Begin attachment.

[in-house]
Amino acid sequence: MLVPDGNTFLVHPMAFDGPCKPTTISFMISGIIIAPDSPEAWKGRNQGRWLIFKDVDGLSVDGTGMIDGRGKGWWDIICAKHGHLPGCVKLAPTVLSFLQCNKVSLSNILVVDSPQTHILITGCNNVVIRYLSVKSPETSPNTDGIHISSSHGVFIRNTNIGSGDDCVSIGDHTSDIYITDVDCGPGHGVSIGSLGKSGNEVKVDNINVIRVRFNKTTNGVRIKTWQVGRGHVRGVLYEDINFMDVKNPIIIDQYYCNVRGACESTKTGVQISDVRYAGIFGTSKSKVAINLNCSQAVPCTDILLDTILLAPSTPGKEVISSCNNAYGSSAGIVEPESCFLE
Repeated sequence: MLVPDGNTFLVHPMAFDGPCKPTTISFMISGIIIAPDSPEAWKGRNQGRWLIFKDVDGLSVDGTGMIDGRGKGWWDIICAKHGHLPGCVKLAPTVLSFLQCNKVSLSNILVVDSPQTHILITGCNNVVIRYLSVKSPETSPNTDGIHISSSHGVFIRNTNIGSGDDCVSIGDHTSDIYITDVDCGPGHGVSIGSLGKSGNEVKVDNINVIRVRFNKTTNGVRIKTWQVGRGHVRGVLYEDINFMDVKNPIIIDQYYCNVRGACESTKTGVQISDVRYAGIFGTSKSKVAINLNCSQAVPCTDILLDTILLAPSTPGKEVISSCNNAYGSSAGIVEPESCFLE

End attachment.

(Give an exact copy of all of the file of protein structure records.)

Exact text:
[in-house]
Amino acid sequence: MLVPDGNTFLVHPMAFDGPCKPTTISFMISGIIIAPDSPEAWKGRNQGRWLIFKDVDGLSVDGTGMIDGRGKGWWDIICAKHGHLPGCVKLAPTVLSFLQCNKVSLSNILVVDSPQTHILITGCNNVVIRYLSVKSPETSPNTDGIHISSSHGVFIRNTNIGSGDDCVSIGDHTSDIYITDVDCGPGHGVSIGSLGKSGNEVKVDNINVIRVRFNKTTNGVRIKTWQVGRGHVRGVLYEDINFMDVKNPIIIDQYYCNVRGACESTKTGVQISDVRYAGIFGTSKSKVAINLNCSQAVPCTDILLDTILLAPSTPGKEVISSCNNAYGSSAGIVEPESCFLE
Repeated sequence: MLVPDGNTFLVHPMAFDGPCKPTTISFMISGIIIAPDSPEAWKGRNQGRWLIFKDVDGLSVDGTGMIDGRGKGWWDIICAKHGHLPGCVKLAPTVLSFLQCNKVSLSNILVVDSPQTHILITGCNNVVIRYLSVKSPETSPNTDGIHISSSHGVFIRNTNIGSGDDCVSIGDHTSDIYITDVDCGPGHGVSIGSLGKSGNEVKVDNINVIRVRFNKTTNGVRIKTWQVGRGHVRGVLYEDINFMDVKNPIIIDQYYCNVRGACESTKTGVQISDVRYAGIFGTSKSKVAINLNCSQAVPCTDILLDTILLAPSTPGKEVISSCNNAYGSSAGIVEPESCFLE